Is COVID-19 just another SARS? SARS and COVID-19 are both coronaviruses, and are approximately 80% genetically similar, when analyzed in a laboratory study. However, studies by European researchers mention a number of changes in the COVID-19 virus that implicate probable lab alteration, since mutations like these, rarely occur in nature. At present, no definitive proof of lab creation is evident, but is suspected. COVID-19 has been noted to have many similarities to SARS, but is altered in its replication mechanism, which is thought to make it more easily transmissible. Undoubtedly, the travel of millions of Chinese during the lunar new year holiday from affected areas in China to the rest of the world are likely factors in the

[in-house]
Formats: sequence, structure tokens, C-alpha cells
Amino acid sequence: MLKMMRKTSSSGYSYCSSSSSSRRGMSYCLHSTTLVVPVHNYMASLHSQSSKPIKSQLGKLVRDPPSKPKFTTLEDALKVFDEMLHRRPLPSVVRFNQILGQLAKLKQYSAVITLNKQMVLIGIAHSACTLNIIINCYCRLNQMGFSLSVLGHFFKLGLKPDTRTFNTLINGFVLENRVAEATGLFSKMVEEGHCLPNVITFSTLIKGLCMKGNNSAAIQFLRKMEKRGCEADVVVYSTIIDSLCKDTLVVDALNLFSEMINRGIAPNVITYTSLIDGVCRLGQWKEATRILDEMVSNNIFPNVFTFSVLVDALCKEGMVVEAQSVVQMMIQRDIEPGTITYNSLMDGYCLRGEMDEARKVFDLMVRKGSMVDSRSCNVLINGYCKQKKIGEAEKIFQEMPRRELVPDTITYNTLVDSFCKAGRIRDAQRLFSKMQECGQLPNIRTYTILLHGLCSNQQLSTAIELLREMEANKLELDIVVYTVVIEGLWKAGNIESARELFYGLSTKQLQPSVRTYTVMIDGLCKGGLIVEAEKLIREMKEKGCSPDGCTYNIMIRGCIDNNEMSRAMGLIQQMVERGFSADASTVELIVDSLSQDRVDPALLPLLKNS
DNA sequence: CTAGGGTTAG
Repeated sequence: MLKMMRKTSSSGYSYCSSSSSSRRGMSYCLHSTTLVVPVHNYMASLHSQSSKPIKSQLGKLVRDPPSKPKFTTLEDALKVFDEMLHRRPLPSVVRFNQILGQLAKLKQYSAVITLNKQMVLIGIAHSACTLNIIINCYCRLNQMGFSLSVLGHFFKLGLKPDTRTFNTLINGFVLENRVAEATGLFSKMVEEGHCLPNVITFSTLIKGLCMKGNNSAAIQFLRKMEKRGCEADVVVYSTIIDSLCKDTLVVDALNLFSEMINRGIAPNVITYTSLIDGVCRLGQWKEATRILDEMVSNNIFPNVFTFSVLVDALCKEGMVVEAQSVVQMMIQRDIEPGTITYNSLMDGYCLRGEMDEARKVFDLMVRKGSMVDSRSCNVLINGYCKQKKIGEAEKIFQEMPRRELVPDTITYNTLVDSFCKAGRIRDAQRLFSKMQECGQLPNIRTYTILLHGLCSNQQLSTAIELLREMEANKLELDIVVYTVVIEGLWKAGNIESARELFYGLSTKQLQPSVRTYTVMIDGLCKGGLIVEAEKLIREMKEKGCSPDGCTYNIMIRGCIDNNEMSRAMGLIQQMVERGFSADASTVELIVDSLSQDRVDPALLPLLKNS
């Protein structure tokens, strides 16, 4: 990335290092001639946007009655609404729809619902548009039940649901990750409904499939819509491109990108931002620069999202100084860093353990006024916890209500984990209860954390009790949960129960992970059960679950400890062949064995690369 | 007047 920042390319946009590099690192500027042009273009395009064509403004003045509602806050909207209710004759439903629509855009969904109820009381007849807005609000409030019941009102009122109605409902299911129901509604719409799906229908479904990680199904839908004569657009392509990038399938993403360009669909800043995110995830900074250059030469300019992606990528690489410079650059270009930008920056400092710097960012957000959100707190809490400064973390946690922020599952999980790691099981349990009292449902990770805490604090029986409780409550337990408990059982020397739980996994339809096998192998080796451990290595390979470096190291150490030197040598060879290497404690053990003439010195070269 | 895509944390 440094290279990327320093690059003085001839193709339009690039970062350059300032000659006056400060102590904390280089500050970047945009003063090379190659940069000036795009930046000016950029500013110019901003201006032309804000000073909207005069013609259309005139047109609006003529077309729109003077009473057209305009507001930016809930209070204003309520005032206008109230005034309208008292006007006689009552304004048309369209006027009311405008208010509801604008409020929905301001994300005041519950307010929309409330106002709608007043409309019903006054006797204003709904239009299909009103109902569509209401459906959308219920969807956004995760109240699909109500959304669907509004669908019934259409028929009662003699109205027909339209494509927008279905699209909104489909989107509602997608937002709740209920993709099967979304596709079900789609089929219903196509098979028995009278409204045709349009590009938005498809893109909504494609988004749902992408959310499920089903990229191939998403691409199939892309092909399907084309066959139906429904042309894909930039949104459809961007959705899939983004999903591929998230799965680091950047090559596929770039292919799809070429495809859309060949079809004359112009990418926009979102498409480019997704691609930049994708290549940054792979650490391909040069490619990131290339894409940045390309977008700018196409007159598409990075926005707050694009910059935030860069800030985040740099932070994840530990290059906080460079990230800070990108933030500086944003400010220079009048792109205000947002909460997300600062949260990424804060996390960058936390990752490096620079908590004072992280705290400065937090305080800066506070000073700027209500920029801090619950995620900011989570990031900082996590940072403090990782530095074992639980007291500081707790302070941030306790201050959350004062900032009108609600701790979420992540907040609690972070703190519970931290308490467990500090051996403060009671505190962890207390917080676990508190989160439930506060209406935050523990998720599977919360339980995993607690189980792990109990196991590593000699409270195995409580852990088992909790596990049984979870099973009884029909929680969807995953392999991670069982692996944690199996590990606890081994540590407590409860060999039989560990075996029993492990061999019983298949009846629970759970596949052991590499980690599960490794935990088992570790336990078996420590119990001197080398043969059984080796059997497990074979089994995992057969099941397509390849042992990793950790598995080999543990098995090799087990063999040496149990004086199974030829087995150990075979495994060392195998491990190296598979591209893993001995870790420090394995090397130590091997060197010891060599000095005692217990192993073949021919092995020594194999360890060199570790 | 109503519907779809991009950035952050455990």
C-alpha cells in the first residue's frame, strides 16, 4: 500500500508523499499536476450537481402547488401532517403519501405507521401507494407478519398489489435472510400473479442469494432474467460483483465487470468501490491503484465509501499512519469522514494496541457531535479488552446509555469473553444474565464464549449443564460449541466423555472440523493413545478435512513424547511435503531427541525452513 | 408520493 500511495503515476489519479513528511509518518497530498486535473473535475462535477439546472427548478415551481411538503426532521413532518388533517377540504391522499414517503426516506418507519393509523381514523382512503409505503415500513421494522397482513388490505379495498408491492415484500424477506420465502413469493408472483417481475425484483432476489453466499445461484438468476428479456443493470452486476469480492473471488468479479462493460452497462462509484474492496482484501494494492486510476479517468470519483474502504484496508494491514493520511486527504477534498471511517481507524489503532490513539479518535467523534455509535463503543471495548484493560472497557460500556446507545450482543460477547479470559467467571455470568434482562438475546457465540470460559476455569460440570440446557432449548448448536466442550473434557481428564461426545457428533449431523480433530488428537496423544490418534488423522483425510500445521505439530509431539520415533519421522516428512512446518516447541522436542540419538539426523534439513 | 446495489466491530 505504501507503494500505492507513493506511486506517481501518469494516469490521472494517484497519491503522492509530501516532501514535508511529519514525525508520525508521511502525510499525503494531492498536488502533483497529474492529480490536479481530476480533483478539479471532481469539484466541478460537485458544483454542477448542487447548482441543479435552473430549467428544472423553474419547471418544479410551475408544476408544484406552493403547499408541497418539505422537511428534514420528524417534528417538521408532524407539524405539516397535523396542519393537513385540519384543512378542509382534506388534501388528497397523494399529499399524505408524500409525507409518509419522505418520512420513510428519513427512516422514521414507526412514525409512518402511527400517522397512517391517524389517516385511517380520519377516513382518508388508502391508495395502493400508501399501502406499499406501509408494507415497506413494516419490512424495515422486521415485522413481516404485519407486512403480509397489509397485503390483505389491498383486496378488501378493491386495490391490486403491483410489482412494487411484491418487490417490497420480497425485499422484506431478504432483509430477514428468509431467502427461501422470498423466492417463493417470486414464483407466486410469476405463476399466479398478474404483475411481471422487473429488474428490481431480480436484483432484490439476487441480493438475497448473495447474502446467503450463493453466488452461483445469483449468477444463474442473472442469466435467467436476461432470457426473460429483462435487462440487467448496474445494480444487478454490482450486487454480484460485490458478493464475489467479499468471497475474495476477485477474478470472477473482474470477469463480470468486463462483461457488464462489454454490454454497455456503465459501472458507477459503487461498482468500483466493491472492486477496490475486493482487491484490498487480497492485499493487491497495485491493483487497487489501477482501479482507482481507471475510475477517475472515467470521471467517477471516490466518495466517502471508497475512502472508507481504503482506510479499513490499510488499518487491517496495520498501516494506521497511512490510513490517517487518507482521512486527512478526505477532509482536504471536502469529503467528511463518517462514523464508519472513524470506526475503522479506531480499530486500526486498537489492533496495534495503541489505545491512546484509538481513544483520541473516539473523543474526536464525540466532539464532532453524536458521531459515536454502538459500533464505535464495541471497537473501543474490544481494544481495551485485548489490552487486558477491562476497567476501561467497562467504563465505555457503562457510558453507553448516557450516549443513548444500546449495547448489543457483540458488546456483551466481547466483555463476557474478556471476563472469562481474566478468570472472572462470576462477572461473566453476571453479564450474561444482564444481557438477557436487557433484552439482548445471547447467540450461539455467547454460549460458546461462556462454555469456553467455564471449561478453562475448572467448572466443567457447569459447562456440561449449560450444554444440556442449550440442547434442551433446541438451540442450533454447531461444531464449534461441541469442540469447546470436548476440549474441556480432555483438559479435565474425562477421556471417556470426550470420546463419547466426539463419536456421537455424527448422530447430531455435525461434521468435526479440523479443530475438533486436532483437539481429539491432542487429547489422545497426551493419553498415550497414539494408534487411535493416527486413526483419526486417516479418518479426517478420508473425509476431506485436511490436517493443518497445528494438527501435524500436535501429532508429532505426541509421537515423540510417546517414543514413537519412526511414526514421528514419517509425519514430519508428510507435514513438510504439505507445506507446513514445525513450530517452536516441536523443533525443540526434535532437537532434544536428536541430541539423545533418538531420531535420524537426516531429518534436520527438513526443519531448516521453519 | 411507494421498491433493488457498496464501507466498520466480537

pandemic spread of COVID-19.

Will COVID-19 disappear in the summer like SARS did? When comparing COVID-19 with SARS, the virus that most closely resembles COVID-19, and its outbreak in 2003, it is interesting to note that it simply disappeared in the summer months, was never seen again and no vaccine was created for it. COVID-19 behaves similarly to its distant cousin SARS. COVID-19 is vulnerable to head, humidity and UV light according to government tests by the department of homeland security. COVID-19 lasts less than 2 minutes when exposed to UV light similar to what you would have when outdoors in a sunny day. So, exercising outdoor, socializing outdoors and even eating outdoors are activities that should not be restricted. Patients should not avoid seeing their doctors, use appropriate disinfectants and necessary personal protective equipment when appropriate. To make good decisions, we need to be governed by facts, not fear.